England has made it to the quarter-finals, which means many devoted fans are convinced they'll be "going all the way." As a result, some of the supporters that had avoided traveling out to Russia are now keen to jump on the bandwagon and cheer on their team. It could be a welcome zest of life for the English side of the tournament, which has been somewhat lacking in numbers. For the fans that have been in Russia since the start, voices hoarse from cheering for an entire nation, some fresh faces (and voice boxes), could be welcome.
For many of these World Cup virgins, the decision to fly out to Russia was a spontaneous one. When Eric Dier sunk the last penalty and secured England's win against Columbia, Liverpudlian Mark Cowan bought tickets to Russia on the spot.
"It wasn't a hard decision to make, I had wanted to be at that game so badly, I figured I might as well not make the same mistake again when they play against Sweden. I've got to be there, so I can cheer my team all the way home!"
Though the decision may have been easy for Cowan, buying a ticket and ensuring entry into Russia had to pose some challenges. Russia has a notoriously fiddly visa process, though the rules have been relaxed a bit over the World Cup, to allow an easier route into the country.
Visa-free entry to Russia is permitted for fans in possession of a "Fan-ID." This document allows supporters with a ticket to a match to gain almost instant access onto Russian soil. The process of obtaining one of these "golden tickets" is very simple: A quick online form and violà, the gateway to Russia is opened. The only hitch is that the application needs a ticket reference number to be accepted.
"Now, I didn't have a ticket, and there were none available on the FIFA website for people within the UK. I had to create a proxy to trick the system into thinking I was in Ireland, so I was able to buy one. After that, I applied for the Fan-ID and I got it almost instantly. I printed it out, laminated it — and here I am!"
By "here," Mark Cowan means a train station in Ryazan, somewhere between Moscow and Samara, where the match will be played. It is one of the few stops on the fourteen-hour overnight train where passengers are able to get out and stretch their legs. On the train are a handful of rogue England fans, most of whom have newly arrived in Russia for the quarter-finals.
Intense overnight train experience. Pictured below: Some are making the 14 hour journey home after a week of work in Moscow. Some are heading out to #Samara for #SWEENG- All are getting merry. pic.twitter.com/IdVQYlrYxl— Maud Start (@Maud_SputnikUk) July 6, 2018
— Maud Start (@Maud_SputnikUk) July 6, 2018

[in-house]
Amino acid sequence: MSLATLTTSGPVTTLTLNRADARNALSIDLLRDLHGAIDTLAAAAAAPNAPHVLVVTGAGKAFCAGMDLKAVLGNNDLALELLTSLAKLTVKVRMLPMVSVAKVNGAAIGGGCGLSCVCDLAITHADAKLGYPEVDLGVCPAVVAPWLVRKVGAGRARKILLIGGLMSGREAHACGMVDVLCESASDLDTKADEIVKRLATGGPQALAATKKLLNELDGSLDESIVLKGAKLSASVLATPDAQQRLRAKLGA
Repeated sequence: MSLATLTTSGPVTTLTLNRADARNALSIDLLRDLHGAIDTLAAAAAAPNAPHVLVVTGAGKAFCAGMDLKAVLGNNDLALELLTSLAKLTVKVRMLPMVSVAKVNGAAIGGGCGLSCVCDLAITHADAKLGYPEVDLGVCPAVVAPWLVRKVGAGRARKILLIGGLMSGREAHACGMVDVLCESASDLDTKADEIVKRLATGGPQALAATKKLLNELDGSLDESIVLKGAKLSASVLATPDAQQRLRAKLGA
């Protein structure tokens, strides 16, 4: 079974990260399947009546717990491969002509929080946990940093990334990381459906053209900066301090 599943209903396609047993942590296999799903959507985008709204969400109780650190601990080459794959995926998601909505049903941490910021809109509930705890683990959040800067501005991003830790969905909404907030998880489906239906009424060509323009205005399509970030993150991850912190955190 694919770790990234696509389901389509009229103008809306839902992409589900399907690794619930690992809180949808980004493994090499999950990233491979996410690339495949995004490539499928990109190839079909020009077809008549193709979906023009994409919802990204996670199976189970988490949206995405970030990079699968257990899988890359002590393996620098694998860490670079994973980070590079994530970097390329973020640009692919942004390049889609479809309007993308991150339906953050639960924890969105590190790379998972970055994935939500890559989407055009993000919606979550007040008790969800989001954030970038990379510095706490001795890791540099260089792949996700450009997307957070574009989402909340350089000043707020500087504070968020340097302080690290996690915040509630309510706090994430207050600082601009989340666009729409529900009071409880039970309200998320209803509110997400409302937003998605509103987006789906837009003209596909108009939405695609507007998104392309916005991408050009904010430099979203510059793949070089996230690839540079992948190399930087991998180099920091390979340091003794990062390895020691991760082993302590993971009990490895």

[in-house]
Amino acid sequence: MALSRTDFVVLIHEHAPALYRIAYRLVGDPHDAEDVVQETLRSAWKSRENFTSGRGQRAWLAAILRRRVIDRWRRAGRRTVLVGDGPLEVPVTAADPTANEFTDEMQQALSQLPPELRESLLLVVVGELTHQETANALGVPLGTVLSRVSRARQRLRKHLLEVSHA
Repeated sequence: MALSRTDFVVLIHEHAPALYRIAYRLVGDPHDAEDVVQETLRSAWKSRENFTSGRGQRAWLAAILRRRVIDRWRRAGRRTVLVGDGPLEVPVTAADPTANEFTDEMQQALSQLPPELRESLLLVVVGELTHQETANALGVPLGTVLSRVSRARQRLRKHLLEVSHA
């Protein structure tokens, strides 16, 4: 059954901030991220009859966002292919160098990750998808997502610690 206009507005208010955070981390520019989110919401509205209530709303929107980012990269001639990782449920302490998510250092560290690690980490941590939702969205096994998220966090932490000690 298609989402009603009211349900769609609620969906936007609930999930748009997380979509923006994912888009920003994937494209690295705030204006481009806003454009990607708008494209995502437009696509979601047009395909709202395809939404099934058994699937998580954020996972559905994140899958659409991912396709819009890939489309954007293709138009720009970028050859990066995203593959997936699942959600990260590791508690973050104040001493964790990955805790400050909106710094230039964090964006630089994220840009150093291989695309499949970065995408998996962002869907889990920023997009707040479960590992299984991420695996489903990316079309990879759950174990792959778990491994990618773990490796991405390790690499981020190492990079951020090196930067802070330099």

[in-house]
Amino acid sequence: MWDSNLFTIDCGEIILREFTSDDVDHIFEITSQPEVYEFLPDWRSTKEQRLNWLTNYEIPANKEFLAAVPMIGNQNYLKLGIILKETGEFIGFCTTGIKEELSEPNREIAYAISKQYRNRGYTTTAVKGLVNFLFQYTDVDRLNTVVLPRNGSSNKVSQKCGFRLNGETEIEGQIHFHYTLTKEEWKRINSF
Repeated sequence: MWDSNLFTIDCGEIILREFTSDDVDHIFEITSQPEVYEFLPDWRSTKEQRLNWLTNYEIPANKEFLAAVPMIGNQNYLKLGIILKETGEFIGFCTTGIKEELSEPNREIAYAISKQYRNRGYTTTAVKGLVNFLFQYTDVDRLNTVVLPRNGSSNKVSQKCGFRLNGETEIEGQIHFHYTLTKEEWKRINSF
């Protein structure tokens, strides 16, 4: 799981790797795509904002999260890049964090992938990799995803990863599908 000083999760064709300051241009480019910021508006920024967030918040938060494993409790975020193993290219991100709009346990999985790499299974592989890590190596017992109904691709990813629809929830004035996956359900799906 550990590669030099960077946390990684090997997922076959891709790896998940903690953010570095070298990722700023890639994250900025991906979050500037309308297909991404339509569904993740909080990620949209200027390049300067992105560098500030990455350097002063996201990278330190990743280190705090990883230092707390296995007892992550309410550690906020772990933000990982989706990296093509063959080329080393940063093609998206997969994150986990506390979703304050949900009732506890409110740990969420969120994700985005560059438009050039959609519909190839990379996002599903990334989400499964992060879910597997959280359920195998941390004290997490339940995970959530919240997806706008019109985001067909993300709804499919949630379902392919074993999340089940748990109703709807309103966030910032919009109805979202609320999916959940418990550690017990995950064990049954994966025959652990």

Oliver Cross, from Brighton, is one of them. He used a slightly different tactic to get to Russia, tricking the Fan-ID system. He's come all the way without a ticket in his pocket; instead, he bought a "memorabilia" ticket from eBay for a fiver, and used the ticket number to apply for a Fan-ID.
This method worked just as well but posed a significant risk. Should the authorities have wanted to check his non-existent ticket at the airport, Oliver could have been denied entry into Russia. Now, Oliver claims he will buy a ticket for the game in Samara, where supposedly they are easy to find.
"I found out about the trick from the British newspapers- they were all publishing stories about the fake ID hack, saying it was dangerous. It worked for me, I think the authorities are quite keen to let people into Russia to fill the stands."
It's true that there is no shortage of tickets for the upcoming match. On Thursday, around 2,000 tickets became available on the FIFA website, a result of the dismissed Colombian fans getting knocked from the tournament. Swedish and English fans are represented in small numbers, when compared with the quantity of Colombian supporters who had traveled to Russia.
The head of tourism for the Samara region, Mikhail Maltsev, has predicted that 3,500 England fans will be in Samara for the match, far less than the estimated 5,500 Sweden fans. Even with the influx of quick thinking England fans who, like Oliver and Mark, decided to travel out for the quarterfinals, the stadium could see a large number of empty seats on game day.
Various social media group chats connecting English fans in Russia have been riddled with offers of tickets to the match. "I've got a mate selling a Sweden v England ticket, tell your friends"- writes JB Dean. Dean's mate is not the only one selling. The chats that have previously been plagued with desperate pleas for tickets are now seeing a surplus. "Please keep me in mind if you find a spare ticket for Colombia v England- I'll pay good cash"- has now turned into "Sweden v England, front seats, half price."
Of the whole tournament so far, the Sweden v England match has the highest number of tickets still available for purchase, though the Kazan stadium has also seen a poor turn out, with just 80% of seats filled for Friday's Brazil v Belgium match. This ticket surplus is not to be expected for matches held later in the tournament. Forward-thinking fans, full of optimism, are already searching for tickets for the final. Played in Moscow, the final will doubtlessly be a sell-out, regardless of which two teams make it to the end.